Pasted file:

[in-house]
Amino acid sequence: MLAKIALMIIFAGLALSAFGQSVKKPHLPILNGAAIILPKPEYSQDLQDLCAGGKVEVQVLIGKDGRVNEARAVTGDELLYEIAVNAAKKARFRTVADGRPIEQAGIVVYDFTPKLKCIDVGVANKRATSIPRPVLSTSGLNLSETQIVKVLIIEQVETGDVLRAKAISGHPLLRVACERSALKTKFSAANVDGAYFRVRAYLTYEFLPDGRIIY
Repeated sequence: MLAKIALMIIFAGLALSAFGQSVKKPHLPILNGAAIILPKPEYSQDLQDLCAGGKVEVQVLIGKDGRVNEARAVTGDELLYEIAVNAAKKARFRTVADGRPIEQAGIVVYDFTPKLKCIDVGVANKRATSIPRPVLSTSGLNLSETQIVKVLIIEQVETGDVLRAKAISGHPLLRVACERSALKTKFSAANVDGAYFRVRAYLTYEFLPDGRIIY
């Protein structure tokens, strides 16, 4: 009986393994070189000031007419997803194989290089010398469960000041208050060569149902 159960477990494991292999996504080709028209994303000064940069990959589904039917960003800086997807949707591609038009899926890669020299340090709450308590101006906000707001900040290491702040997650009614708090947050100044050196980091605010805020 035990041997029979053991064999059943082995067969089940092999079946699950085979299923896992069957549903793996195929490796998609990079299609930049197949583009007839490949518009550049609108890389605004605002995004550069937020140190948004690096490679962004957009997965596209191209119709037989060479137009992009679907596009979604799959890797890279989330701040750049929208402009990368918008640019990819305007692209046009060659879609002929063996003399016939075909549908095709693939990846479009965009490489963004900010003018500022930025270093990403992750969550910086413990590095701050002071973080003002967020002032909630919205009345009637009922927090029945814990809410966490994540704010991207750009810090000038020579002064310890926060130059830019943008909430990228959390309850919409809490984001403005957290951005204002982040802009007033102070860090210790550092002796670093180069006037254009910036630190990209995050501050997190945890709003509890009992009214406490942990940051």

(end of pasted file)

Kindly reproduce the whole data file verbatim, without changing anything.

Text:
[in-house]
Amino acid sequence: MLAKIALMIIFAGLALSAFGQSVKKPHLPILNGAAIILPKPEYSQDLQDLCAGGKVEVQVLIGKDGRVNEARAVTGDELLYEIAVNAAKKARFRTVADGRPIEQAGIVVYDFTPKLKCIDVGVANKRATSIPRPVLSTSGLNLSETQIVKVLIIEQVETGDVLRAKAISGHPLLRVACERSALKTKFSAANVDGAYFRVRAYLTYEFLPDGRIIY
Repeated sequence: MLAKIALMIIFAGLALSAFGQSVKKPHLPILNGAAIILPKPEYSQDLQDLCAGGKVEVQVLIGKDGRVNEARAVTGDELLYEIAVNAAKKARFRTVADGRPIEQAGIVVYDFTPKLKCIDVGVANKRATSIPRPVLSTSGLNLSETQIVKVLIIEQVETGDVLRAKAISGHPLLRVACERSALKTKFSAANVDGAYFRVRAYLTYEFLPDGRIIY
């Protein structure tokens, strides 16, 4: 009986393994070189000031007419997803194989290089010398469960000041208050060569149902 159960477990494991292999996504080709028209994303000064940069990959589904039917960003800086997807949707591609038009899926890669020299340090709450308590101006906000707001900040290491702040997650009614708090947050100044050196980091605010805020 035990041997029979053991064999059943082995067969089940092999079946699950085979299923896992069957549903793996195929490796998609990079299609930049197949583009007839490949518009550049609108890389605004605002995004550069937020140190948004690096490679962004957009997965596209191209119709037989060479137009992009679907596009979604799959890797890279989330701040750049929208402009990368918008640019990819305007692209046009060659879609002929063996003399016939075909549908095709693939990846479009965009490489963004900010003018500022930025270093990403992750969550910086413990590095701050002071973080003002967020002032909630919205009345009637009922927090029945814990809410966490994540704010991207750009810090000038020579002064310890926060130059830019943008909430990228959390309850919409809490984001403005957290951005204002982040802009007033102070860090210790550092002796670093180069006037254009910036630190990209995050501050997190945890709003509890009992009214406490942990940051």